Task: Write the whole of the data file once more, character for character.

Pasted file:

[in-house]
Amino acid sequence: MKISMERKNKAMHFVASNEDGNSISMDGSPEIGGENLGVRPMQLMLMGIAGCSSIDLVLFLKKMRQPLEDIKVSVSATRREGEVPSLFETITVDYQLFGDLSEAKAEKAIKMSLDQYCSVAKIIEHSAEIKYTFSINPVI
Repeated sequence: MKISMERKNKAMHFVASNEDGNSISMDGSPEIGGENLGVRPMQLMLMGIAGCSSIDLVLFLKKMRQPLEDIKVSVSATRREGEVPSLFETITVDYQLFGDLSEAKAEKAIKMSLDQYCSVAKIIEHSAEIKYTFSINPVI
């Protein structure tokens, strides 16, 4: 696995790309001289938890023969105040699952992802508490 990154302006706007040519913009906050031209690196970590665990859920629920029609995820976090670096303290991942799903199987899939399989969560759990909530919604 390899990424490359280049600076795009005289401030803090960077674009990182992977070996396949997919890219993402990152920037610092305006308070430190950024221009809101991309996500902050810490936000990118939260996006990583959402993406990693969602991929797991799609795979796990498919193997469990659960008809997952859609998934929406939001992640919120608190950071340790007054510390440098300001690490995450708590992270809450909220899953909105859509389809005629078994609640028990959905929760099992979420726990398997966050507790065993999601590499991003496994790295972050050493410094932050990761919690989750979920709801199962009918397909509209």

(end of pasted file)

[in-house]
Amino acid sequence: MKISMERKNKAMHFVASNEDGNSISMDGSPEIGGENLGVRPMQLMLMGIAGCSSIDLVLFLKKMRQPLEDIKVSVSATRREGEVPSLFETITVDYQLFGDLSEAKAEKAIKMSLDQYCSVAKIIEHSAEIKYTFSINPVI
Repeated sequence: MKISMERKNKAMHFVASNEDGNSISMDGSPEIGGENLGVRPMQLMLMGIAGCSSIDLVLFLKKMRQPLEDIKVSVSATRREGEVPSLFETITVDYQLFGDLSEAKAEKAIKMSLDQYCSVAKIIEHSAEIKYTFSINPVI
């Protein structure tokens, strides 16, 4: 696995790309001289938890023969105040699952992802508490 990154302006706007040519913009906050031209690196970590665990859920629920029609995820976090670096303290991942799903199987899939399989969560759990909530919604 390899990424490359280049600076795009005289401030803090960077674009990182992977070996396949997919890219993402990152920037610092305006308070430190950024221009809101991309996500902050810490936000990118939260996006990583959402993406990693969602991929797991799609795979796990498919193997469990659960008809997952859609998934929406939001992640919120608190950071340790007054510390440098300001690490995450708590992270809450909220899953909105859509389809005629078994609640028990959905929760099992979420726990398997966050507790065993999601590499991003496994790295972050050493410094932050990761919690989750979920709801199962009918397909509209």